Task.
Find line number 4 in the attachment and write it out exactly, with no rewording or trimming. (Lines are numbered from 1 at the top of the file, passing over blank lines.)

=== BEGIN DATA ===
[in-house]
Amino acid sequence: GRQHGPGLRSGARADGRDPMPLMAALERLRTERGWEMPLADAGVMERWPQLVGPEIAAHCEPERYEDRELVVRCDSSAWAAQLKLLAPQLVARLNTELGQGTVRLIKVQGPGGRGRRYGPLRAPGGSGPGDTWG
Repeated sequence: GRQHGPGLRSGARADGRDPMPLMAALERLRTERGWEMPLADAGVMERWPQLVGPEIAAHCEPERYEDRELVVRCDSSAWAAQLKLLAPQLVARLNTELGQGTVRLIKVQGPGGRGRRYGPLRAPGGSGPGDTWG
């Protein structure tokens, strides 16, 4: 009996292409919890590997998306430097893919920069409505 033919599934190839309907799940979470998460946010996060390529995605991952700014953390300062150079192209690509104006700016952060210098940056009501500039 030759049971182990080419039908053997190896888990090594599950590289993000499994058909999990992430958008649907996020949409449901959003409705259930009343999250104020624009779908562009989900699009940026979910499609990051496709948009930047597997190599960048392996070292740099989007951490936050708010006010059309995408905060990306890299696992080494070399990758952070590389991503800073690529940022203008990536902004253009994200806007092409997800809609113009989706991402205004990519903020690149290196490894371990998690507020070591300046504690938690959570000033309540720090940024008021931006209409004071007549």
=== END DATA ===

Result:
């Protein structure tokens, strides 16, 4: 009996292409919890590997998306430097893919920069409505 033919599934190839309907799940979470998460946010996060390529995605991952700014953390300062150079192209690509104006700016952060210098940056009501500039 030759049971182990080419039908053997190896888990090594599950590289993000499994058909999990992430958008649907996020949409449901959003409705259930009343999250104020624009779908562009989900699009940026979910499609990051496709948009930047597997190599960048392996070292740099989007951490936050708010006010059309995408905060990306890299696992080494070399990758952070590389991503800073690529940022203008990536902004253009994200806007092409997800809609113009989706991402205004990519903020690149290196490894371990998690507020070591300046504690938690959570000033309540720090940024008021931006209409004071007549």